[latex]3x\left(x^{2}–6x+5x–30\right)[/latex]

Use grouping to consider the terms in pairs.[latex]3x\left[\left(x^{2}–6x\right)+\left(5x–30\right)\right][/latex]

Factor*x*out of the first group and factor [latex]5[/latex] out of the second group.

[latex]3x\left[\left(x\left(x–6\right)\right)+5\left(x–6\right)\right][/latex]

Then factor out [latex]x–6[/latex].[latex]3x\left(x–6\right)\left(x+5\right)[/latex]

#### Answer

[latex-display]3x\left(x–6\right)\left(x+5\right)[/latex-display]*a*is [latex]ax^{2}+bx+c[/latex]. Sometimes the factor of

*a*can be factored as you saw above; this happens when

*a*can be factored out of all three terms. The remaining trinomial that still needs factoring will then be simpler, with the leading term only being an [latex]x^{2}[/latex] term, instead of an [latex]ax^{2}[/latex] term.

### Factoring out a Negative

In some situations,*a*is negative, as in [latex]−4h^{2}+11h+3[/latex]. It often makes sense to factor out [latex]−1[/latex] as the first step in factoring, as doing so will change the sign of [latex]ax^{2}[/latex] from negative to positive, making the remaining trinomial easier to factor.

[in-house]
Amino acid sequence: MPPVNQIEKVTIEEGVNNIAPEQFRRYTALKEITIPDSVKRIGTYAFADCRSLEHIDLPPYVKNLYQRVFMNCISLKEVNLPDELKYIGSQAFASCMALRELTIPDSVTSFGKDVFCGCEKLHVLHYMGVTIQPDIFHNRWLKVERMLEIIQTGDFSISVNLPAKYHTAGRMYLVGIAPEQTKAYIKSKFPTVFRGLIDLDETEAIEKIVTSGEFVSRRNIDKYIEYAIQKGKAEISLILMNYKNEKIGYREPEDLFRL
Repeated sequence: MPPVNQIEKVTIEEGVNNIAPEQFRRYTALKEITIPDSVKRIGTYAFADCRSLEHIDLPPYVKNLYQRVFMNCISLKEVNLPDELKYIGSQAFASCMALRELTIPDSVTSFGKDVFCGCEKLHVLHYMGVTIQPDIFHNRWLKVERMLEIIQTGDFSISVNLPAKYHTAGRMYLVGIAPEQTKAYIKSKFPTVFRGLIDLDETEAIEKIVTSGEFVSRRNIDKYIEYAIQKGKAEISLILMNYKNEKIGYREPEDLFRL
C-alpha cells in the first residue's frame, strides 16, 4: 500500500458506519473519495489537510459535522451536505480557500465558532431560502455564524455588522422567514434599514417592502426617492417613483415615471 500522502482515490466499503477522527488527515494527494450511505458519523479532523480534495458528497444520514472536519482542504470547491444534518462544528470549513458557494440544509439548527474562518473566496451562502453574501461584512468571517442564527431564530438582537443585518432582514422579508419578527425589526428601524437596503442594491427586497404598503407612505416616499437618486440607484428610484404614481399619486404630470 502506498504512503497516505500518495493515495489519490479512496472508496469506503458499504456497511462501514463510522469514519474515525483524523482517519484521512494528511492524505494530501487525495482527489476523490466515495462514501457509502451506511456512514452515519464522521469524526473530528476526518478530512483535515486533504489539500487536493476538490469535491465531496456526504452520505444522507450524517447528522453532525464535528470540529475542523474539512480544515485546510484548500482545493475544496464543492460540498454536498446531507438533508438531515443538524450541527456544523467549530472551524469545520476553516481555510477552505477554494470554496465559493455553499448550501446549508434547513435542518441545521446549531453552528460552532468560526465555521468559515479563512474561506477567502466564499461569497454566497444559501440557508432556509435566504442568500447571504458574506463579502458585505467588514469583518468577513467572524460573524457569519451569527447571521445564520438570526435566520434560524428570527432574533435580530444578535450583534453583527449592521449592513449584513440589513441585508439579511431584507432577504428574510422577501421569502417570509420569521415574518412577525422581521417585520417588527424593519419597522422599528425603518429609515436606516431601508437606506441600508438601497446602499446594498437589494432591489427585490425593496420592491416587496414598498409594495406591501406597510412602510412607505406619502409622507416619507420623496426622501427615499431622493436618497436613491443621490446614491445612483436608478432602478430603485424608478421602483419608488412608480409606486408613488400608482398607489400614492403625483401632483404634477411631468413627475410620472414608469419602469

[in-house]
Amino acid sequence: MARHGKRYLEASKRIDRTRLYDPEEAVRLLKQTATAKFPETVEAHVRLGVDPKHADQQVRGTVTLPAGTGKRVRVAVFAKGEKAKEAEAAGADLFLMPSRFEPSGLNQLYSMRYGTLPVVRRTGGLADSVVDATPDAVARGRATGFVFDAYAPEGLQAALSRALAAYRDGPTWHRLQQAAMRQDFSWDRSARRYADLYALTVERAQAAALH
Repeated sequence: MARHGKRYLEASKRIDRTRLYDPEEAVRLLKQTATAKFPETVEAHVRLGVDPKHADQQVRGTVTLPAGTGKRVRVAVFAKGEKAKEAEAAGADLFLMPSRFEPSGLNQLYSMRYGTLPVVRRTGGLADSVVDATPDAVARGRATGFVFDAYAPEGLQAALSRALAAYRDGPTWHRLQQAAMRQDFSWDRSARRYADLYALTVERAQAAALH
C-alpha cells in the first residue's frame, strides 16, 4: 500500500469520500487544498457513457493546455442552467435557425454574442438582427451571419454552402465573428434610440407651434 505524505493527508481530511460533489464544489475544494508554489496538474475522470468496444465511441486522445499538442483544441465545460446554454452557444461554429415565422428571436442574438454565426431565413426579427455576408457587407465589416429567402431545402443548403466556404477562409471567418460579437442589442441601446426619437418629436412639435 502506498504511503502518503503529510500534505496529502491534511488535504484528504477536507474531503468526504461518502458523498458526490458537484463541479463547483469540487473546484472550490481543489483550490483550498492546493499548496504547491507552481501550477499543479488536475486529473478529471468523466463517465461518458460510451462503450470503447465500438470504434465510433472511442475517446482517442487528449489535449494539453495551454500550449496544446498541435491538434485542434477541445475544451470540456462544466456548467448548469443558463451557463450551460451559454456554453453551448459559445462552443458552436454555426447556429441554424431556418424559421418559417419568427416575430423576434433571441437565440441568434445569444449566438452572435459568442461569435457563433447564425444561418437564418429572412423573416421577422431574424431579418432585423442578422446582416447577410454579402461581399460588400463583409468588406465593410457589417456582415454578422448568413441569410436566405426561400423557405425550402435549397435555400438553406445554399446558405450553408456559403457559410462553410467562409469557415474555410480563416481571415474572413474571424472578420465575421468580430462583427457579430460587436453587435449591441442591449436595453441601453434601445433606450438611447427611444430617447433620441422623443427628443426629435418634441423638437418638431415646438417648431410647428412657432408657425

### Example

Factor [latex]−4h^{2}+11h+3[/latex]Answer: Factor [latex]−1[/latex] out of the trinomial. Notice that the signs of all three terms have changed.

[latex]−1\left(4h^{2}–11h–3\right)[/latex]

To factor the trinomial, you need to figure out how to rewrite [latex]−11h[/latex]. The product of [latex]rs=4\cdot−3=−12[/latex], and the sum of [latex]rs=−11[/latex].[latex]r\cdot{s}=−12[/latex] | [latex]r+s=−11[/latex] |

[latex]−12\cdot1=−12[/latex] | [latex]−12+1=−11[/latex] |

[latex]−6\cdot2=−12[/latex] | [latex]−6+2=−4[/latex] |

[latex]−4\cdot3=−12[/latex] | [latex]−4+3=−1[/latex] |